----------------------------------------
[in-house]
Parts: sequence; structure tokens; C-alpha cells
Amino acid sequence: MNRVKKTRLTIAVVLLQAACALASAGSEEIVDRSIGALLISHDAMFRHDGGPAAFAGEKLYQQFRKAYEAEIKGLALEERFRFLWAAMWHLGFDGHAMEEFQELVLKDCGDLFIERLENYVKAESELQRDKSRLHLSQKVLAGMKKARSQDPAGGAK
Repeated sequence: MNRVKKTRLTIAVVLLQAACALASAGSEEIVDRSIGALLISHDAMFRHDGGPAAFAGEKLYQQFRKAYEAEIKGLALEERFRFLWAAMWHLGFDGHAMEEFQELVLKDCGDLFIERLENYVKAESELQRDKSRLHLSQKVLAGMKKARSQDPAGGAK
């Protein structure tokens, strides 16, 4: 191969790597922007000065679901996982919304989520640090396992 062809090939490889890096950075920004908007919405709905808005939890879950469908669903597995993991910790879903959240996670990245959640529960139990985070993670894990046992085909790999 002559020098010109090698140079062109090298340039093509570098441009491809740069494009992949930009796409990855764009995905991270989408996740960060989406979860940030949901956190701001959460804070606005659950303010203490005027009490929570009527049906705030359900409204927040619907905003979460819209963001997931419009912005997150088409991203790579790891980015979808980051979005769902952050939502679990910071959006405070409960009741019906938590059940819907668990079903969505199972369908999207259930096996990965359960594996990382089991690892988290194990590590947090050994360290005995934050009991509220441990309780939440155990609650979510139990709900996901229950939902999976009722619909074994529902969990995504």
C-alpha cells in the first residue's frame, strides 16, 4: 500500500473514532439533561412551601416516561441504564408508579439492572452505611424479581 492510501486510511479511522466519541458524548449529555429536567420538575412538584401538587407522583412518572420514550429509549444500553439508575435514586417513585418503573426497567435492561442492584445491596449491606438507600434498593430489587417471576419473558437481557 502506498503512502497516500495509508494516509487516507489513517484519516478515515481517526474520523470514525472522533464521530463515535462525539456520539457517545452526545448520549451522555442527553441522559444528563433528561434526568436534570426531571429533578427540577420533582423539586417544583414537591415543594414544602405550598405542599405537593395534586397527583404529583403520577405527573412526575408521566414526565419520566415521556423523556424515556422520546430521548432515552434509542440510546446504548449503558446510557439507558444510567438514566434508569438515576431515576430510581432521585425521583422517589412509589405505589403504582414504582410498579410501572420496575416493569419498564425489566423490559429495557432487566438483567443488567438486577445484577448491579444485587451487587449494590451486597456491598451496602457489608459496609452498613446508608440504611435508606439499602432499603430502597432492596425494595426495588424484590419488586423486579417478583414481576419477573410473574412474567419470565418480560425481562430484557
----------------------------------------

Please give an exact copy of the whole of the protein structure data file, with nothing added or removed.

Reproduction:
[in-house]
Parts: sequence; structure tokens; C-alpha cells
Amino acid sequence: MNRVKKTRLTIAVVLLQAACALASAGSEEIVDRSIGALLISHDAMFRHDGGPAAFAGEKLYQQFRKAYEAEIKGLALEERFRFLWAAMWHLGFDGHAMEEFQELVLKDCGDLFIERLENYVKAESELQRDKSRLHLSQKVLAGMKKARSQDPAGGAK
Repeated sequence: MNRVKKTRLTIAVVLLQAACALASAGSEEIVDRSIGALLISHDAMFRHDGGPAAFAGEKLYQQFRKAYEAEIKGLALEERFRFLWAAMWHLGFDGHAMEEFQELVLKDCGDLFIERLENYVKAESELQRDKSRLHLSQKVLAGMKKARSQDPAGGAK
């Protein structure tokens, strides 16, 4: 191969790597922007000065679901996982919304989520640090396992 062809090939490889890096950075920004908007919405709905808005939890879950469908669903597995993991910790879903959240996670990245959640529960139990985070993670894990046992085909790999 002559020098010109090698140079062109090298340039093509570098441009491809740069494009992949930009796409990855764009995905991270989408996740960060989406979860940030949901956190701001959460804070606005659950303010203490005027009490929570009527049906705030359900409204927040619907905003979460819209963001997931419009912005997150088409991203790579790891980015979808980051979005769902952050939502679990910071959006405070409960009741019906938590059940819907668990079903969505199972369908999207259930096996990965359960594996990382089991690892988290194990590590947090050994360290005995934050009991509220441990309780939440155990609650979510139990709900996901229950939902999976009722619909074994529902969990995504």
C-alpha cells in the first residue's frame, strides 16, 4: 500500500473514532439533561412551601416516561441504564408508579439492572452505611424479581 492510501486510511479511522466519541458524548449529555429536567420538575412538584401538587407522583412518572420514550429509549444500553439508575435514586417513585418503573426497567435492561442492584445491596449491606438507600434498593430489587417471576419473558437481557 502506498503512502497516500495509508494516509487516507489513517484519516478515515481517526474520523470514525472522533464521530463515535462525539456520539457517545452526545448520549451522555442527553441522559444528563433528561434526568436534570426531571429533578427540577420533582423539586417544583414537591415543594414544602405550598405542599405537593395534586397527583404529583403520577405527573412526575408521566414526565419520566415521556423523556424515556422520546430521548432515552434509542440510546446504548449503558446510557439507558444510567438514566434508569438515576431515576430510581432521585425521583422517589412509589405505589403504582414504582410498579410501572420496575416493569419498564425489566423490559429495557432487566438483567443488567438486577445484577448491579444485587451487587449494590451486597456491598451496602457489608459496609452498613446508608440504611435508606439499602432499603430502597432492596425494595426495588424484590419488586423486579417478583414481576419477573410473574412474567419470565418480560425481562430484557